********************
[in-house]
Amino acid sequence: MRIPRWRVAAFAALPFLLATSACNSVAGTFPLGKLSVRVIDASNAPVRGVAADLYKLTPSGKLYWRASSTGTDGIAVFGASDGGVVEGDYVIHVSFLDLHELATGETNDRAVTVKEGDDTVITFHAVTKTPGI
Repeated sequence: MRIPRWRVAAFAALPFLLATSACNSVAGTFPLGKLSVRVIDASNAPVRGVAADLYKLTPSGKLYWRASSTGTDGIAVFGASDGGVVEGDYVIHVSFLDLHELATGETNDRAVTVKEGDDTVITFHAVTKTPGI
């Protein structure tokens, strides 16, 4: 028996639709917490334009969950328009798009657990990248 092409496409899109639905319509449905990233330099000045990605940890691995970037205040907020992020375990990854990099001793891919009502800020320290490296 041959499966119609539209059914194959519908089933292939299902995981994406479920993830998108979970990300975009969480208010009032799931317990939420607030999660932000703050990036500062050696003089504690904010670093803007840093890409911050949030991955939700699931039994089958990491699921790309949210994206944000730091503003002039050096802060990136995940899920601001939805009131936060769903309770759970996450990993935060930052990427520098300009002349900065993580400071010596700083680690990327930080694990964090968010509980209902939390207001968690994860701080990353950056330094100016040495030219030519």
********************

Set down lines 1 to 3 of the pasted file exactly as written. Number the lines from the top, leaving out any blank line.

[in-house]
Amino acid sequence: MRIPRWRVAAFAALPFLLATSACNSVAGTFPLGKLSVRVIDASNAPVRGVAADLYKLTPSGKLYWRASSTGTDGIAVFGASDGGVVEGDYVIHVSFLDLHELATGETNDRAVTVKEGDDTVITFHAVTKTPGI
Repeated sequence: MRIPRWRVAAFAALPFLLATSACNSVAGTFPLGKLSVRVIDASNAPVRGVAADLYKLTPSGKLYWRASSTGTDGIAVFGASDGGVVEGDYVIHVSFLDLHELATGETNDRAVTVKEGDDTVITFHAVTKTPGI